Sunday, April 30, 2006

Small Screen Livin', part II

In part I I wrote about reasons for giving up large screens and how to make those small screens even smaller by using Large fonts! Well, the next tip will claim some of that space back!

To recap, on a 10" screen the desktop space becomes a scarce resource and you want to manage it properly. The biggest space hog is the Windows Task Bar. As useful as it is it simply consumes too much space on a 10.6" widescreen when Large Fonts are enabled (this makes the Task Bar a few pixels fatter). You can move it around of course. Docking it the left or right edge of the screen sounds like a great way to utilize the widescreen aspect ratio. Unfortunately, I found it consumed too much space in those configurations as well so I set out to find a replacement for the Task Bar! I needed something to provide me with:
  • A list of running applications
  • Access to my frequently used programs (although not essential)
  • Access to certain system tray (system notification area) features
The first likely candidate for replacement was something that worked similar to the way Mac OS Dock functioned. A set of icons docked to the bottom of the window that expanded as you moused over them. There are several implementations of Dock-concept for Windows and I started trying them all, some of which were free utilities.

I started with the free apps, of course! A lot of them did a very good job, I especially liked MobyDock. Others I tried were AquaDock, AveDesk, RocketDock and Y'z Dock. Unfortunately, most of them were meant to be used as program launchers, rather than replacements for task bar. I needed to switch between programs currently running rather than just launch programs. As I said, MobyDock came closest to what I needed but unfortunately it was really unstable. It would work quite well until I put my laptop into Stand By or Hibernate modes. After waking the dock would start acting up.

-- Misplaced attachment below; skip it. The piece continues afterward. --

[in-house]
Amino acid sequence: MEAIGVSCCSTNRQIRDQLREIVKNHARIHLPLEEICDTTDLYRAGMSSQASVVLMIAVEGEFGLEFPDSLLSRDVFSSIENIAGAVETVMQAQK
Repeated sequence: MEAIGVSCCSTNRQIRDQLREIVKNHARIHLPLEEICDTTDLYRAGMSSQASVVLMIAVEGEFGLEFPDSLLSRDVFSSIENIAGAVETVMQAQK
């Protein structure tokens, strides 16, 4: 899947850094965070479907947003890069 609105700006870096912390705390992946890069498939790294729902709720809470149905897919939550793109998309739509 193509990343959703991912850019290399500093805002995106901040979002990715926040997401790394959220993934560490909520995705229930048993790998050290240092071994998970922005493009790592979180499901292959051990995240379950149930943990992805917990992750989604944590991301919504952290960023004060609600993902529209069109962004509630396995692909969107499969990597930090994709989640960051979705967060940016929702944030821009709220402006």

I finally decided to try the grand-daddy of dock applications on Windows, the ObjectDock. They have a free version called ObjectDock, and another that costs $19.95 called ObjectDock Plus. After trying and playing with the free version (which pretty much did everything I needed) I soon upgraded to ObjectDock Plus, without even thinking about it.

ObjectDock is great - well written, extremely stable and very versatile. I do encounter a problem occasionally where the dock doesn't stay on top and is shown behind other windows but in those rare circumstances I just need to restart the program and the problem is fixed. It's worth noting that my laptop runs non-stop, hibernates a lot and is restarted maybe once every two weeks so any software that tries to replace system components like ObjectDock needs to be extremely stable to work well.

Here is the image of my typical session, the left group of icons are shortcuts and docklets (I only need four), and the right group shows my running applications:


The applications will "bounce" in the dock when asking for your attention (like IM messages arriving in the background), and you are able to right-click on the applications in the dock to access their system menu. You can even drag and drop to re-arrange the order they're displayed in. Mousing over the dock will enlarge the icons and show large name for each application. Unfortunately, you cannot drag and drop from Explorer onto the icons to restore that application's window but I soon got over it.

The four special icons on the left side invoke (in order from left to right) the Programs Start menu list, my personal shortcuts list, battery indicator with much higher resolution than the default Windows four-state battery icon and the toggle that hides/shows the Task bar when I need to access a system tray icon not normally visible here.

ObjectDock is very customizable and versatile to fit pretty much anyone's workflow. In my case it enabled me to get the most out of my small screen and made me even more productive than I was before. I highly recommend it! If you know of other Task bar replacement tools that work well for you I'd love to hear about them.

Part III will bring you even closer to the small-screen-Nirvana...

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